You might think an hour is too long to devote to an event that lasts just ten seconds but Monday’s opening episode of BBC2 series Faster, Higher, Stronger – Stories of the Olympics Games was a reminder that the history of the 100m has been a marathon not a sprint, with (if you’ll allow me to take this analogy slightly off-piste) more twists and turns than a downhill slalom course.
When current Olympic champion Usain Bolt arrived on the scene with utter disregard for the received wisdom about how a 100m runner should be built, and what he could achieve, it was only the latest in a long line of moments in time that saw records and preconceptions smashed.
Last night’s second instalment, focusing on gymnastics, contained more firsts – Nadia Comaneci’s perfect 10 at the Montreal Olympics (which she followed with six more in the same Games) and the only triple backwards somersault in competitive history – as well as stories of genuine heroism, such as that of the last-minute replacement to the Japanese men’s team who helped them win gold by completing two events nursing a shattered knee.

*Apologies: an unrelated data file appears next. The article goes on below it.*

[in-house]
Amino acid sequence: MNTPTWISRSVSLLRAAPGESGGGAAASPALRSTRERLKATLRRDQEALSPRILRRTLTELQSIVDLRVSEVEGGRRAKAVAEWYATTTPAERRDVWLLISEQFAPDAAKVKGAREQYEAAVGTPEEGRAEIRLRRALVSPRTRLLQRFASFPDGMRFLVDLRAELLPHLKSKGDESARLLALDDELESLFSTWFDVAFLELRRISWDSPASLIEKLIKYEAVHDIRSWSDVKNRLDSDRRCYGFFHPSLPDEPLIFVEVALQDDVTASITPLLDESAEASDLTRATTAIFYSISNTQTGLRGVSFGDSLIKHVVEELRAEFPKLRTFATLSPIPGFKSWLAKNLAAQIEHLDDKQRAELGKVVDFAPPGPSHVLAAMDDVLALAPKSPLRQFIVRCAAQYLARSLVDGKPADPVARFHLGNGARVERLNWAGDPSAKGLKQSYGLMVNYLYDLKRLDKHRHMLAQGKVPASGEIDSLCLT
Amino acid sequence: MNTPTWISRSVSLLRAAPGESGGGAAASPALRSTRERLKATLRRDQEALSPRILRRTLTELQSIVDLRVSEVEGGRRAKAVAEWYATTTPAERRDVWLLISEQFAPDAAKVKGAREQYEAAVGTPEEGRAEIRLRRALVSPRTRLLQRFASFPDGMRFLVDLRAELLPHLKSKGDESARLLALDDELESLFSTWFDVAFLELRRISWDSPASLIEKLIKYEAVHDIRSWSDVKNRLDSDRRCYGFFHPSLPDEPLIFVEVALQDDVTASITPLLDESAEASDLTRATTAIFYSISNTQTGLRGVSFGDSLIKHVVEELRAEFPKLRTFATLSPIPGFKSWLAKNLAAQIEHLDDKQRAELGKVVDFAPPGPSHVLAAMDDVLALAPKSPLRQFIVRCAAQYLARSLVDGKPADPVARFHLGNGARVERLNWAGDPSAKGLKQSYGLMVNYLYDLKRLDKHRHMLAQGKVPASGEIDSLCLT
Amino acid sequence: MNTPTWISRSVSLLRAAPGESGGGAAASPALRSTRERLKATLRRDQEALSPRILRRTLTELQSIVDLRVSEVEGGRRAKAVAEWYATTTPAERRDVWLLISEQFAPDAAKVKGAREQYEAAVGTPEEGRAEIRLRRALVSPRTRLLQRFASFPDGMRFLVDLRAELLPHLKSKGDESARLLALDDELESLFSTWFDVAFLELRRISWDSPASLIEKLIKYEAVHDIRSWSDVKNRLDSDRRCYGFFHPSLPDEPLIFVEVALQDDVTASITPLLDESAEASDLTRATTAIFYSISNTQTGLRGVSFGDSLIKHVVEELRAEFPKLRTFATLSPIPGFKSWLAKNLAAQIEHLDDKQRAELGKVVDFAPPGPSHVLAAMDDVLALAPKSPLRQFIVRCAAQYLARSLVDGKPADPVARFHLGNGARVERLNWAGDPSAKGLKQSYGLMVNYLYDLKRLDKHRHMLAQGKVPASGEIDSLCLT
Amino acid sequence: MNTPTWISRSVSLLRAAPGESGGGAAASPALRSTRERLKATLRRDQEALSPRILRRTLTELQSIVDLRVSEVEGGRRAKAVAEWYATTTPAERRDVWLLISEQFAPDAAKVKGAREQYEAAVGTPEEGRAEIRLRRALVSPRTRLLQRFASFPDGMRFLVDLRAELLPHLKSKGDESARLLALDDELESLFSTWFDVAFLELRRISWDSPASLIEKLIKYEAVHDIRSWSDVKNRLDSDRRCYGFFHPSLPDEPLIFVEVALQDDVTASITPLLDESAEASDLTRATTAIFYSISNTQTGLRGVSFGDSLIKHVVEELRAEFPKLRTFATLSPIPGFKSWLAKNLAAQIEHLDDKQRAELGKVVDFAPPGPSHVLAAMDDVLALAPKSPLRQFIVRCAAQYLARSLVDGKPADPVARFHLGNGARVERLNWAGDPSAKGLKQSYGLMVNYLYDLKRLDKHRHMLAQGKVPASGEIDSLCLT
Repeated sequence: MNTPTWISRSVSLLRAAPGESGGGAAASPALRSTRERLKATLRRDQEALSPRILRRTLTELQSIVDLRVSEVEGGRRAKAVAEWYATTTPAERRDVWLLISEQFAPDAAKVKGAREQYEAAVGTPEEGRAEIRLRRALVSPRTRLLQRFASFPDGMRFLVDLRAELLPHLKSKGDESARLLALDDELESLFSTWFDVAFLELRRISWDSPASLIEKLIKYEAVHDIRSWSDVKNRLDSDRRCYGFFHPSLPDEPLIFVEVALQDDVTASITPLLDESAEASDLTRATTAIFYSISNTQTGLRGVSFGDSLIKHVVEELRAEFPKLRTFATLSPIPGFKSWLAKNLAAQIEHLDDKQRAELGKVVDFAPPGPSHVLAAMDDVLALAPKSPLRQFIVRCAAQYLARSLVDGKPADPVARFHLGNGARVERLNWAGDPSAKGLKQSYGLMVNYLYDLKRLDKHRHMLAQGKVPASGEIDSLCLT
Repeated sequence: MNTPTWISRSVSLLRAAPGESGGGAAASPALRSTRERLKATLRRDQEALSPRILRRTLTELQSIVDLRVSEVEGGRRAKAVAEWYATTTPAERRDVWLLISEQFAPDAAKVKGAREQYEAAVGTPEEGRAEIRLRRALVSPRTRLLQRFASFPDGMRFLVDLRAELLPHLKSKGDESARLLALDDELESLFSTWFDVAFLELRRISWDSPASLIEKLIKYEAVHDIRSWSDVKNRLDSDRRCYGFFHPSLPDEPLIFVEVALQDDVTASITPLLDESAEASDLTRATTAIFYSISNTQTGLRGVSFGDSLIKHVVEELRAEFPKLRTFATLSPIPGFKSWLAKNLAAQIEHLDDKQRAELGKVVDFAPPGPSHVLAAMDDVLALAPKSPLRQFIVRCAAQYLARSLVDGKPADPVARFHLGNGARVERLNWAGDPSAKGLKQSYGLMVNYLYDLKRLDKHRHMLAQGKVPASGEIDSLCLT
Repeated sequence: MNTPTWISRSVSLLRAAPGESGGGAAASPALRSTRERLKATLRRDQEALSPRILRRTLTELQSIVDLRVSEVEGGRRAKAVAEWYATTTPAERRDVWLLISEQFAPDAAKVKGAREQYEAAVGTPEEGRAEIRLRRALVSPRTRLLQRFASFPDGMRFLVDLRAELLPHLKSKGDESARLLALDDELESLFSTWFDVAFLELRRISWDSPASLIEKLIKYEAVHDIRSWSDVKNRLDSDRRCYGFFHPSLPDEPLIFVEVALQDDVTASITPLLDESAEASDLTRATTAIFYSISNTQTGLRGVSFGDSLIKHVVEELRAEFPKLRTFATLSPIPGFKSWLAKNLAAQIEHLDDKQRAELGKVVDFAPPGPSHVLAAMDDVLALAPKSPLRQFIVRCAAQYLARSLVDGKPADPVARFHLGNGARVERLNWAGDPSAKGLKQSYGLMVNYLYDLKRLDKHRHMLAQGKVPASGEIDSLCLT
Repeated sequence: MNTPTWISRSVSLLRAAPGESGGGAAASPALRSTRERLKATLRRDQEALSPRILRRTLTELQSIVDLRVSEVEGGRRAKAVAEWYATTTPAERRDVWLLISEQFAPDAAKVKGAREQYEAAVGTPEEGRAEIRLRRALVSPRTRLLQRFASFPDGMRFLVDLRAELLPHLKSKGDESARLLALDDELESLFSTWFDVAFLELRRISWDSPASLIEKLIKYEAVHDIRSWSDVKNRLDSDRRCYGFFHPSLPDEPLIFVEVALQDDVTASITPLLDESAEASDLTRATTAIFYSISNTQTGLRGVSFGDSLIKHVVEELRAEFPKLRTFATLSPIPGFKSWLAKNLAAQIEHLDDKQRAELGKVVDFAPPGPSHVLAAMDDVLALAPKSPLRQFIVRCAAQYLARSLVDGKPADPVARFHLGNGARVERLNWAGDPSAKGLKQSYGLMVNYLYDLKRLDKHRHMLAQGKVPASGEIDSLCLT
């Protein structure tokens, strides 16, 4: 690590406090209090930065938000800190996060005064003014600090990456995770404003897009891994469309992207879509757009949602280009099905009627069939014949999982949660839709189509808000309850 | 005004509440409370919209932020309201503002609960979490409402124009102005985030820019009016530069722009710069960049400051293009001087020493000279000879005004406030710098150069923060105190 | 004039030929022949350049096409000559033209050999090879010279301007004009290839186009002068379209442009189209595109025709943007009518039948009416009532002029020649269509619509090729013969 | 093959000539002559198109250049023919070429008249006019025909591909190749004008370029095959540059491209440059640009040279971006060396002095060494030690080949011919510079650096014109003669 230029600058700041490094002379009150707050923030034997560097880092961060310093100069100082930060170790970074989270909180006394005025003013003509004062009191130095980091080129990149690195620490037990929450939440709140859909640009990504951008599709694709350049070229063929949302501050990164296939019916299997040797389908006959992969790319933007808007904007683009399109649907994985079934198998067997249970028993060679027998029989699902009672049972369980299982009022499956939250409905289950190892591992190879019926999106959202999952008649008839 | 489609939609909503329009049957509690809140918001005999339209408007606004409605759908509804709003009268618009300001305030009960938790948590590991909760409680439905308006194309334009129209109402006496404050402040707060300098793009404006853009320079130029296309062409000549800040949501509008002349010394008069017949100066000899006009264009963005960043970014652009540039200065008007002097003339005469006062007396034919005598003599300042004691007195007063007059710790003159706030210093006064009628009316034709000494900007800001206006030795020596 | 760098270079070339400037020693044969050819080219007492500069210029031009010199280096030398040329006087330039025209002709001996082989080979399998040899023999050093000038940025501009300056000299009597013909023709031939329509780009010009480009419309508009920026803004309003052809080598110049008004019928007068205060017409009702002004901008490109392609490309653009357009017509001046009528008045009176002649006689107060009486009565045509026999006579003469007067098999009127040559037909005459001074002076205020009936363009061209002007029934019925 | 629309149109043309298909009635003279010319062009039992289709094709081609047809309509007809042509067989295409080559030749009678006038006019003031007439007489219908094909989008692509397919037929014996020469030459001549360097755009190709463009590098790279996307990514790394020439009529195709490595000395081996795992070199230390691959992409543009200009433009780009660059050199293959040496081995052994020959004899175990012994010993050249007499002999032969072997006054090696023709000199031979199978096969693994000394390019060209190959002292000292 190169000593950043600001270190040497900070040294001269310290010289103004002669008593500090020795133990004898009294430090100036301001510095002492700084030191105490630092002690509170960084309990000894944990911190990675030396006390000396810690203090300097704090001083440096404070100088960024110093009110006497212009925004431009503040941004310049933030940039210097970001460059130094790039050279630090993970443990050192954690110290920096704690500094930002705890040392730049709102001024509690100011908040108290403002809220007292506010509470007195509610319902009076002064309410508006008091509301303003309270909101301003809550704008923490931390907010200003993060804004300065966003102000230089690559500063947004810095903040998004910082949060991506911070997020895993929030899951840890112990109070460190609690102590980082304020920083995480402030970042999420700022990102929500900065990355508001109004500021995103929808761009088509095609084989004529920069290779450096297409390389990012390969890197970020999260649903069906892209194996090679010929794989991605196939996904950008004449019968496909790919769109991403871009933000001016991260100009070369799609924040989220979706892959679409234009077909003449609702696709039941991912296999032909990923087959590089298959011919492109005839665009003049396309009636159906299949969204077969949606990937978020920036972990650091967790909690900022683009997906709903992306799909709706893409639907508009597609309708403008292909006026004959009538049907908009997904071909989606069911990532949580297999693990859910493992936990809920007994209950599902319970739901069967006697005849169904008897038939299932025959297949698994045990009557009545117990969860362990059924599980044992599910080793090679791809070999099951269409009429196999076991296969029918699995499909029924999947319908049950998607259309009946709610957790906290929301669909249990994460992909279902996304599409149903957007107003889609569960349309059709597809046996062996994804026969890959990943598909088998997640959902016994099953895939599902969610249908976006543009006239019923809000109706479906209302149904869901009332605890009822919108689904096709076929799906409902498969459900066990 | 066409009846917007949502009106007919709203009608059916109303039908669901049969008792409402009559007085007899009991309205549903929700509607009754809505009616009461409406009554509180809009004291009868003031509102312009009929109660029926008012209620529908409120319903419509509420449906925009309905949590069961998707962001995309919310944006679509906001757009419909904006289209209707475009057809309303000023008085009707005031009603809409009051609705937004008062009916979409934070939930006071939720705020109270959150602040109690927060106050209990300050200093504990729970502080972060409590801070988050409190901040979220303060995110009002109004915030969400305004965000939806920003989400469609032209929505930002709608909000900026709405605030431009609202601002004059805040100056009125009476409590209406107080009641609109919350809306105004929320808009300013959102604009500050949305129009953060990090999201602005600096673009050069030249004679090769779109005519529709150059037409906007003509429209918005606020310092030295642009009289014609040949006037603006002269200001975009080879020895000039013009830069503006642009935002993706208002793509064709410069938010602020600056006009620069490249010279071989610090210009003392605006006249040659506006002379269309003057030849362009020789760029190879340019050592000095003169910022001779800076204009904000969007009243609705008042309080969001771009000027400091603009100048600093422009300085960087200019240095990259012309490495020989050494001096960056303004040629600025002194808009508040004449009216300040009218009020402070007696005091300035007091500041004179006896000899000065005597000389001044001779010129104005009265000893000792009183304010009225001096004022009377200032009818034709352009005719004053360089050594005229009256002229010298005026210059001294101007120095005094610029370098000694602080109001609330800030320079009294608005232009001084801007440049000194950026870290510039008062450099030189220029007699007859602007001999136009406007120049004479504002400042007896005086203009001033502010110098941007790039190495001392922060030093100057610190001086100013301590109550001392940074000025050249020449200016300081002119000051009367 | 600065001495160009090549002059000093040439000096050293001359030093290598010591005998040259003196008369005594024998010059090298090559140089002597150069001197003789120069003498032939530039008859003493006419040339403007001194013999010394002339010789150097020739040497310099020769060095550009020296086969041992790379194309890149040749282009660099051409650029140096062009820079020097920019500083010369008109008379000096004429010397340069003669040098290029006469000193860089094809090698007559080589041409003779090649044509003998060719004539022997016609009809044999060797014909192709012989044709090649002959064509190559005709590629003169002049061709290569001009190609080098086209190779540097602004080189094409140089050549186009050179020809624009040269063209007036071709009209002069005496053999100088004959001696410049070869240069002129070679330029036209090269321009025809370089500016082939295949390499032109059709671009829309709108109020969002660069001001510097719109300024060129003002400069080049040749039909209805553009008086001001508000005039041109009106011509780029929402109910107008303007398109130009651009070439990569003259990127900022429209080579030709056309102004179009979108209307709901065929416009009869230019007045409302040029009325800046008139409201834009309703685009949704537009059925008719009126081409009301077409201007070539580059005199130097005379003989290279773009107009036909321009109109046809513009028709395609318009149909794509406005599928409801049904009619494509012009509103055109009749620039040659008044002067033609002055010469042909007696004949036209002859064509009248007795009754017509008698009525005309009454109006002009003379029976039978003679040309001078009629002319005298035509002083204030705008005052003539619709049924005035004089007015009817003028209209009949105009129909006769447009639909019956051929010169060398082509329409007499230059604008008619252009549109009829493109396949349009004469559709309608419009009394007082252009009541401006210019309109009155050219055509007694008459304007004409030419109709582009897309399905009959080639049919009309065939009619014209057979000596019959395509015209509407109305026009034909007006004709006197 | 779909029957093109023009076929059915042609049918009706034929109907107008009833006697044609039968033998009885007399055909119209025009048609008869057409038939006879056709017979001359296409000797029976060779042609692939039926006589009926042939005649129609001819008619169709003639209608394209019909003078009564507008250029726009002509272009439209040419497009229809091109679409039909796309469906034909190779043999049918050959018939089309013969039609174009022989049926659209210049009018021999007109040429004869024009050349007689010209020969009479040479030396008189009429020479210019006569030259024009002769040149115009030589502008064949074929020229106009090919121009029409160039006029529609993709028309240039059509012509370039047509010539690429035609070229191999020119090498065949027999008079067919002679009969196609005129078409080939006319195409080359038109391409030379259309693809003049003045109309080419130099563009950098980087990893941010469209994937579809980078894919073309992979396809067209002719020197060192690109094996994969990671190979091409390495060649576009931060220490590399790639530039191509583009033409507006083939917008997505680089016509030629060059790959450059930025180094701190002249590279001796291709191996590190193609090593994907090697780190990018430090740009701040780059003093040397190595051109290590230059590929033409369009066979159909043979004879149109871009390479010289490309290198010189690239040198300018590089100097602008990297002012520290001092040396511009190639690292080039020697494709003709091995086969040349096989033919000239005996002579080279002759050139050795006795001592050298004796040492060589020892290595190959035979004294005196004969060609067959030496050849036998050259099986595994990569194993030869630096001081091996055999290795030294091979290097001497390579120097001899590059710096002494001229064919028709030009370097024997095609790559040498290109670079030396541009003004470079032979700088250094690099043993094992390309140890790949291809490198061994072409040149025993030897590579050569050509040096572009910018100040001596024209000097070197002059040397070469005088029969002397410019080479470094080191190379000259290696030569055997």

Faster, Higher, Stronger turns its attention to two more big Olympic sports this week – the 1500m tonight, swimming on Thursday night – and is sure to uncover more of those stories you couldn’t make up, each worthy of their own Hollywood treatment.
The disappointingly short series is a reminder that so many of the events we’ll be watching at the London Olympics are the result of generations of athletes breaking records, laying milestones and achieving what was previously thought impossible – and that we’re bound to see history made several times over again this summer…
Faster, Higher, Stronger – Stories of the Olympic Games is on Wendesday and Thursday at 7pm on BBC2 and you can catch up with the episodes you’ve missed on BBC iPlayer